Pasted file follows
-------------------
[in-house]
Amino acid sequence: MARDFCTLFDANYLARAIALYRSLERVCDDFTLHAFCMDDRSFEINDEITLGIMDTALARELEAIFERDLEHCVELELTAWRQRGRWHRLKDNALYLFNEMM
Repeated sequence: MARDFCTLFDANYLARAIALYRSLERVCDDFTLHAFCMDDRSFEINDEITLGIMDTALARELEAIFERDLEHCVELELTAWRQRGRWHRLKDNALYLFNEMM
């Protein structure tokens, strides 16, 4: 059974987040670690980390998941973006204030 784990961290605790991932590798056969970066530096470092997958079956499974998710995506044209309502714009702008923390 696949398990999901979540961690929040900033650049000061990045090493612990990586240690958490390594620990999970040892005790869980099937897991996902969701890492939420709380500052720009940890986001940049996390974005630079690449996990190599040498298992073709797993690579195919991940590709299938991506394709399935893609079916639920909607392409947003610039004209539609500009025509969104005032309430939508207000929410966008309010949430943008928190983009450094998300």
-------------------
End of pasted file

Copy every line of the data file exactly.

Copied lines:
[in-house]
Amino acid sequence: MARDFCTLFDANYLARAIALYRSLERVCDDFTLHAFCMDDRSFEINDEITLGIMDTALARELEAIFERDLEHCVELELTAWRQRGRWHRLKDNALYLFNEMM
Repeated sequence: MARDFCTLFDANYLARAIALYRSLERVCDDFTLHAFCMDDRSFEINDEITLGIMDTALARELEAIFERDLEHCVELELTAWRQRGRWHRLKDNALYLFNEMM
């Protein structure tokens, strides 16, 4: 059974987040670690980390998941973006204030 784990961290605790991932590798056969970066530096470092997958079956499974998710995506044209309502714009702008923390 696949398990999901979540961690929040900033650049000061990045090493612990990586240690958490390594620990999970040892005790869980099937897991996902969701890492939420709380500052720009940890986001940049996390974005630079690449996990190599040498298992073709797993690579195919991940590709299938991506394709399935893609079916639920909607392409947003610039004209539609500009025509969104005032309430939508207000929410966008309010949430943008928190983009450094998300």